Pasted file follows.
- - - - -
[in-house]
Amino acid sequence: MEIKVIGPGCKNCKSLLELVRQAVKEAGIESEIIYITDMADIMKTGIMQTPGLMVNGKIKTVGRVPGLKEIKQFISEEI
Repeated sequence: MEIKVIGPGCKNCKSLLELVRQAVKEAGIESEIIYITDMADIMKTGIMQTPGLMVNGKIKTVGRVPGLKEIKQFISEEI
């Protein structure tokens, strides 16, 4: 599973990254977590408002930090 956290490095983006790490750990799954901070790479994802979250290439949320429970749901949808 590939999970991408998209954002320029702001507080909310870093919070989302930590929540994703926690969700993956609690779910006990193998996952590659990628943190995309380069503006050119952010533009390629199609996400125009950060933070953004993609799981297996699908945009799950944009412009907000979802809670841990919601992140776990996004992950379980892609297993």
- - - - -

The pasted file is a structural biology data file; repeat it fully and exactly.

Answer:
[in-house]
Amino acid sequence: MEIKVIGPGCKNCKSLLELVRQAVKEAGIESEIIYITDMADIMKTGIMQTPGLMVNGKIKTVGRVPGLKEIKQFISEEI
Repeated sequence: MEIKVIGPGCKNCKSLLELVRQAVKEAGIESEIIYITDMADIMKTGIMQTPGLMVNGKIKTVGRVPGLKEIKQFISEEI
């Protein structure tokens, strides 16, 4: 599973990254977590408002930090 956290490095983006790490750990799954901070790479994802979250290439949320429970749901949808 590939999970991408998209954002320029702001507080909310870093919070989302930590929540994703926690969700993956609690779910006990193998996952590659990628943190995309380069503006050119952010533009390629199609996400125009950060933070953004993609799981297996699908945009799950944009412009907000979802809670841990919601992140776990996004992950379980892609297993």